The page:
Trains, Cameras, and Crime

Trains, Cameras, and Crime

The Chicago Transit Authority spent $26 million installing 3,600 surveillance cameras in stations and on trains throughout the rail system. What happened? Crime increased.

“Surveillance cameras aren’t cure-alls—they’re tools, and imperfect ones at that. They can be easily foiled by the latest in apparel technology, including hooded sweatshirts and hats. They tend to break. They are susceptible to dirt, and bad weather, and darkness. And even if a suspect is photographed, he still has to be identified and located, which, for overworked police officers, can be a daunting task. While there are more than a million closed-circuit surveillance cameras in London, a police report found that, in 2008, one crime was solved per 1,000 cameras—an abysmal ratio.”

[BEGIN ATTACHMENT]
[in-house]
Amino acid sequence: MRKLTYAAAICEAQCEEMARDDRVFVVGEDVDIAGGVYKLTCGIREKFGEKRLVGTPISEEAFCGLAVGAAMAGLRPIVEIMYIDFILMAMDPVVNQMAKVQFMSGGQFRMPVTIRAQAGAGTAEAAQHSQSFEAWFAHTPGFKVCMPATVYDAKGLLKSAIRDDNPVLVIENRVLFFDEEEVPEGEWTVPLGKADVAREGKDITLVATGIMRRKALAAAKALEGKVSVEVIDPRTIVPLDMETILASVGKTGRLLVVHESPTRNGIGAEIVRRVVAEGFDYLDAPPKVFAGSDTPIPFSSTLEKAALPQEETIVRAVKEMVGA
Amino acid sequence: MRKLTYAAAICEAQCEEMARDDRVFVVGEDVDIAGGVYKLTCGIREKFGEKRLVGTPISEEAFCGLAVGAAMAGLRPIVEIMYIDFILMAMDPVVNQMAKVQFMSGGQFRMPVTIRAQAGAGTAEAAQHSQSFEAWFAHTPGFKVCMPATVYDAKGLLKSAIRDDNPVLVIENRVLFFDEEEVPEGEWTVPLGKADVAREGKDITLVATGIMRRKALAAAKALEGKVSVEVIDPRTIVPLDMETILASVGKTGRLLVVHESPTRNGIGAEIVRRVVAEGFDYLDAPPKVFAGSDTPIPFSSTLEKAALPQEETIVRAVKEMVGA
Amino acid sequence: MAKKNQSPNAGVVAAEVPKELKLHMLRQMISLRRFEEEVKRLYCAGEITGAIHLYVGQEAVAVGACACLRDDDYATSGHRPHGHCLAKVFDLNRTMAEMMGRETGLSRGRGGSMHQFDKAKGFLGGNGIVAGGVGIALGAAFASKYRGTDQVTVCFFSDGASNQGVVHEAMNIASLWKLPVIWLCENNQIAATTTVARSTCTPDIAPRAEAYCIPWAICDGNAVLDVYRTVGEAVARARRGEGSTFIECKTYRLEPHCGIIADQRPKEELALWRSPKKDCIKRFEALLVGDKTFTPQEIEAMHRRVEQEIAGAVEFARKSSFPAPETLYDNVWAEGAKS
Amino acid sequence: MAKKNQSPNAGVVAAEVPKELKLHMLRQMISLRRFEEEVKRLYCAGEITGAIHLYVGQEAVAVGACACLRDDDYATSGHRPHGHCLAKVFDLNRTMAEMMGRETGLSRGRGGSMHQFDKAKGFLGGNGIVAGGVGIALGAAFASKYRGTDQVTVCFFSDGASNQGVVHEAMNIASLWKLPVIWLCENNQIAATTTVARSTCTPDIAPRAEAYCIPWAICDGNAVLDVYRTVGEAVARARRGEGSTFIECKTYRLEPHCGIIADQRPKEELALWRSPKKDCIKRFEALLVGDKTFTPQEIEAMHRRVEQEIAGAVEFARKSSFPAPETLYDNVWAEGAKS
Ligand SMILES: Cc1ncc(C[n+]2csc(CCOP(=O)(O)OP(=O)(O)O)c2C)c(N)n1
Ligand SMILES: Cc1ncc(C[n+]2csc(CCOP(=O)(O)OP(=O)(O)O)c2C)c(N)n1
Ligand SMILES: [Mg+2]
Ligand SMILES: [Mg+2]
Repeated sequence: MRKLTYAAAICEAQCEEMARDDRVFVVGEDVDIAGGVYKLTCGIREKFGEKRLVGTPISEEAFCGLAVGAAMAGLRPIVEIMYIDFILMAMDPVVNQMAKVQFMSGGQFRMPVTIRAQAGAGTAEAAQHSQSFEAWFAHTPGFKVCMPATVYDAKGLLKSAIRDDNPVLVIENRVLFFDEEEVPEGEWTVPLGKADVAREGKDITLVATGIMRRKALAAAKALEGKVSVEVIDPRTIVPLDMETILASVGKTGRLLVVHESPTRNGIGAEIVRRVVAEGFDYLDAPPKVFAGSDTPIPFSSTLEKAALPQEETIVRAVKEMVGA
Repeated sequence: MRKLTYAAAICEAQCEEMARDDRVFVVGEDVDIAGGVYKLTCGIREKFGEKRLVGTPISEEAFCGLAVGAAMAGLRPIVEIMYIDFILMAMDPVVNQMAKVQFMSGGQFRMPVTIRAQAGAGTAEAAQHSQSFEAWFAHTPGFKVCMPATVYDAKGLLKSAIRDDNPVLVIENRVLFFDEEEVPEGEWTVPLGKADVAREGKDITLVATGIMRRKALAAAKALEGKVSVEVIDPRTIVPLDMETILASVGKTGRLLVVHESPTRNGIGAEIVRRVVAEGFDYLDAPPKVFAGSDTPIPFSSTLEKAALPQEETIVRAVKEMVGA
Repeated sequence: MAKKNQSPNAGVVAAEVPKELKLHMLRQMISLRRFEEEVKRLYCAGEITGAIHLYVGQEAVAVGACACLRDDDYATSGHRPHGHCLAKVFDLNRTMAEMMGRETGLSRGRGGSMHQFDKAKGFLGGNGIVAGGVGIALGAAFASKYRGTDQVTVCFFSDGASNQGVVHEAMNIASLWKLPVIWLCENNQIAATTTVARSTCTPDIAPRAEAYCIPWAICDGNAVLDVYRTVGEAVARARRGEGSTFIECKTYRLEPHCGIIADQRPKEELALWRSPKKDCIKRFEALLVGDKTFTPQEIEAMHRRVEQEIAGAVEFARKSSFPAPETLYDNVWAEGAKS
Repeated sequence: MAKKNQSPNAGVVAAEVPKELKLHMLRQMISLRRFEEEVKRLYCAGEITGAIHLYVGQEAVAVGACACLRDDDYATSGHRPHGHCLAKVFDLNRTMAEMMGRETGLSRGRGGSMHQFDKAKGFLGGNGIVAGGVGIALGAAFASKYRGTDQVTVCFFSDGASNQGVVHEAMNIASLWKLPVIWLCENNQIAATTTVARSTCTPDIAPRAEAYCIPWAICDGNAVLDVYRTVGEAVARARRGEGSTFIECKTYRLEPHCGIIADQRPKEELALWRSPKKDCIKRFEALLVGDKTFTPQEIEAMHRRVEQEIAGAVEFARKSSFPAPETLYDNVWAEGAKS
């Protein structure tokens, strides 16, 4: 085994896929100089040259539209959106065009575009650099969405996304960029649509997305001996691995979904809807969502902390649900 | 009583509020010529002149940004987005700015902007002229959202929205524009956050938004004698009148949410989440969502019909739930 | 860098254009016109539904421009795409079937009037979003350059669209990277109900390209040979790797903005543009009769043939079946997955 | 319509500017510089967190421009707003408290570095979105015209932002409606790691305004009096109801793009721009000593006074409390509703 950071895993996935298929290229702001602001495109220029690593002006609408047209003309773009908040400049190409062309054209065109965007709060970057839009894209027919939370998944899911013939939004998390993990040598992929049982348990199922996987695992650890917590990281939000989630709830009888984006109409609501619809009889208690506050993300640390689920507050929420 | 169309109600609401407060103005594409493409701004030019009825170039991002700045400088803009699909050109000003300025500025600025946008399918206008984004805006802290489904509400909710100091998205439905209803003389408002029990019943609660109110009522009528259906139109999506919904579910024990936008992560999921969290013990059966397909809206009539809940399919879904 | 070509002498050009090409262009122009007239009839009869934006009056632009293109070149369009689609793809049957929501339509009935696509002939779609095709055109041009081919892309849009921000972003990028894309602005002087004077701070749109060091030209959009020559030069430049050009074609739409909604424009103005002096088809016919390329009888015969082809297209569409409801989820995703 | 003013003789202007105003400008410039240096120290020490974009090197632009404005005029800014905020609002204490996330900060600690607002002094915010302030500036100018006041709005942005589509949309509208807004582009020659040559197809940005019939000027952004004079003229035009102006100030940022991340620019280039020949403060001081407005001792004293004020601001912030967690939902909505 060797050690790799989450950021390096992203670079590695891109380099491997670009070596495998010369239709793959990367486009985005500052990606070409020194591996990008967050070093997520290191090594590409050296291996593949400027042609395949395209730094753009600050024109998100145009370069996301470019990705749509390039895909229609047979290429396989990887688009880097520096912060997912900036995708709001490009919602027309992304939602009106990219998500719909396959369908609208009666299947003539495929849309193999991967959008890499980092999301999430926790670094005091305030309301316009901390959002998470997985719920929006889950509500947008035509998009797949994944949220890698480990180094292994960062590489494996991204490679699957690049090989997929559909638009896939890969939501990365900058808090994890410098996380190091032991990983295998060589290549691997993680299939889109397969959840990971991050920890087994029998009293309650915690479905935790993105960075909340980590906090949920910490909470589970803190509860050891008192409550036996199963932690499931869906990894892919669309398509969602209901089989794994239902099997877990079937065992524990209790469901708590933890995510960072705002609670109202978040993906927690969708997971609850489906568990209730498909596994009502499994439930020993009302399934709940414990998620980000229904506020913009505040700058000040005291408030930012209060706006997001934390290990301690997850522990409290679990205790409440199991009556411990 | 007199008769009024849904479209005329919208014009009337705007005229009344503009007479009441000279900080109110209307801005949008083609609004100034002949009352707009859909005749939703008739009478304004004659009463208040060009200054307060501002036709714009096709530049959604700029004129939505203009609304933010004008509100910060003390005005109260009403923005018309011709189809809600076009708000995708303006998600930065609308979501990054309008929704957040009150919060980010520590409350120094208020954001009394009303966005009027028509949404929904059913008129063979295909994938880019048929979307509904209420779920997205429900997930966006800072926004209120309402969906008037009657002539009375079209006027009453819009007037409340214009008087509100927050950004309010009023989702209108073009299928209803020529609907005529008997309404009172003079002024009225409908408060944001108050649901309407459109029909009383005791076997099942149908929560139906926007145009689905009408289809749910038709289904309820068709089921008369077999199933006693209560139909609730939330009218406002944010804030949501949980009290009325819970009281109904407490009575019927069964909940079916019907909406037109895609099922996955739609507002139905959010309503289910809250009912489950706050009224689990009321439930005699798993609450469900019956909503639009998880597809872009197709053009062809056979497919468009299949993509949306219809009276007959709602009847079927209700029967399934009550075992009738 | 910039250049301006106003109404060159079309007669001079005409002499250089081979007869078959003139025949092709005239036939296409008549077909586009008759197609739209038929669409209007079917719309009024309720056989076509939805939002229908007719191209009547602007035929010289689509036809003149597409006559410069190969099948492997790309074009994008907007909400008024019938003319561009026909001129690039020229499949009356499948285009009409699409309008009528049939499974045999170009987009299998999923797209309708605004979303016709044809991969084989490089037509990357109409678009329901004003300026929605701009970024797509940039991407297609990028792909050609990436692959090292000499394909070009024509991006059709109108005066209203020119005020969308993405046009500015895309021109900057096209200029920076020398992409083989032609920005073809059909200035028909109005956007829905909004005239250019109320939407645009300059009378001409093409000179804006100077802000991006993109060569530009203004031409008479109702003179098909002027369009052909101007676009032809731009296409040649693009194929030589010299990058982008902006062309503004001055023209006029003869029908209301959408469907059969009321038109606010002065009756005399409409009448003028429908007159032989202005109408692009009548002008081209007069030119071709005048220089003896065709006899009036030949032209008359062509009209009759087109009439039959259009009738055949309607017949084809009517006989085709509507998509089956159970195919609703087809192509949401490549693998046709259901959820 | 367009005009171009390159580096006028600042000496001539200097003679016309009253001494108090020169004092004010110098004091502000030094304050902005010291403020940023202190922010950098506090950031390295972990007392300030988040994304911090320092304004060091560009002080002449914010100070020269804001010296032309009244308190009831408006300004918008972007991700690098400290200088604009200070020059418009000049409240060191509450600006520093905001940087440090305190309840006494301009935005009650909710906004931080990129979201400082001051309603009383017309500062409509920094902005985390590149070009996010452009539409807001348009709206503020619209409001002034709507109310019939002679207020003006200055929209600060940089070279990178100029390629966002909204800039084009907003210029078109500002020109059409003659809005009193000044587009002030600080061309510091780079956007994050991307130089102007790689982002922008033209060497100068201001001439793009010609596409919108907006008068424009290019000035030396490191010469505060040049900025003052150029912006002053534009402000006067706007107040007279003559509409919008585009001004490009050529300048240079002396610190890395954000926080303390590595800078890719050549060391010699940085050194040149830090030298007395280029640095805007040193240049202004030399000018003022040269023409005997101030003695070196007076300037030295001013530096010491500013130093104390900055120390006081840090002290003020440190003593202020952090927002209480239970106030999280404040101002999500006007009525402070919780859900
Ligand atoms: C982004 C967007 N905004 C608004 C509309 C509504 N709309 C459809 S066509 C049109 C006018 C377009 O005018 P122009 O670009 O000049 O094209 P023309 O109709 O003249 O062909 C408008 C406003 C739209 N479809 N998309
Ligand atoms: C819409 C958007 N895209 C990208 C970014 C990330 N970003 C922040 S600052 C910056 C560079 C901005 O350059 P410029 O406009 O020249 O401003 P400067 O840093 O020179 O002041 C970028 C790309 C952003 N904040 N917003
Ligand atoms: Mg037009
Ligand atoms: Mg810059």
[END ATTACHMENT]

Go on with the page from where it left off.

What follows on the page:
— “Chicago Installed Thousands of Cameras on its Rail Platforms. Crime Jumped by 21 Percent.” Justin Peters, Slate

CTA’s response: It’s installing another 850 cameras.


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Image by Mike Licht. Download a copy here. Creative Commons license; credit Mike Licht,

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One Response to “Trains, Cameras, and Crime”

  1. permanenttouristindc Says:

    We are quickly decaying into a surveillance state and the result is less, not more, security.

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